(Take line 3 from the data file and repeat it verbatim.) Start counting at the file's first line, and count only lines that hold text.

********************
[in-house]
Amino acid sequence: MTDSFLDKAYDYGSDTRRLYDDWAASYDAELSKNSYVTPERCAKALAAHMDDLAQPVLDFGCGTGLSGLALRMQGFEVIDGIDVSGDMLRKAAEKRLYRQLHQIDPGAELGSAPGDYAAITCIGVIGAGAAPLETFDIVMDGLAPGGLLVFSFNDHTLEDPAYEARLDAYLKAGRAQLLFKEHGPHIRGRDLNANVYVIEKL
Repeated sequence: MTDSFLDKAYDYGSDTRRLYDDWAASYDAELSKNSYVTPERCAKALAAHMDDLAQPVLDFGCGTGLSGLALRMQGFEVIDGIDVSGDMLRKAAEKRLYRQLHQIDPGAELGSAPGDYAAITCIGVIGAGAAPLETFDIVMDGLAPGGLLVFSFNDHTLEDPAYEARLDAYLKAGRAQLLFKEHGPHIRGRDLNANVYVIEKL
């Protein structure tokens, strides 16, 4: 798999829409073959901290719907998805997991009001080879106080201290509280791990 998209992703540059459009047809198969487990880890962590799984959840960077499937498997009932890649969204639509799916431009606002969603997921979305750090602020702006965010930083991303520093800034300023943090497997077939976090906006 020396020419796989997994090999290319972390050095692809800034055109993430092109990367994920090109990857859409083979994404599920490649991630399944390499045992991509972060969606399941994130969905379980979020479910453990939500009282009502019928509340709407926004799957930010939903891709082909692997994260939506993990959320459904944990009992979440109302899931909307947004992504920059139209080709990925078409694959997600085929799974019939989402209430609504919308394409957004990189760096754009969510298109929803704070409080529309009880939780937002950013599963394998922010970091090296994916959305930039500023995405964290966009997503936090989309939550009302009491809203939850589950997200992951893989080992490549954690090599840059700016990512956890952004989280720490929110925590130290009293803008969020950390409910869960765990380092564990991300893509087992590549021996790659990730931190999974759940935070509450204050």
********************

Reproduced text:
Repeated sequence: MTDSFLDKAYDYGSDTRRLYDDWAASYDAELSKNSYVTPERCAKALAAHMDDLAQPVLDFGCGTGLSGLALRMQGFEVIDGIDVSGDMLRKAAEKRLYRQLHQIDPGAELGSAPGDYAAITCIGVIGAGAAPLETFDIVMDGLAPGGLLVFSFNDHTLEDPAYEARLDAYLKAGRAQLLFKEHGPHIRGRDLNANVYVIEKL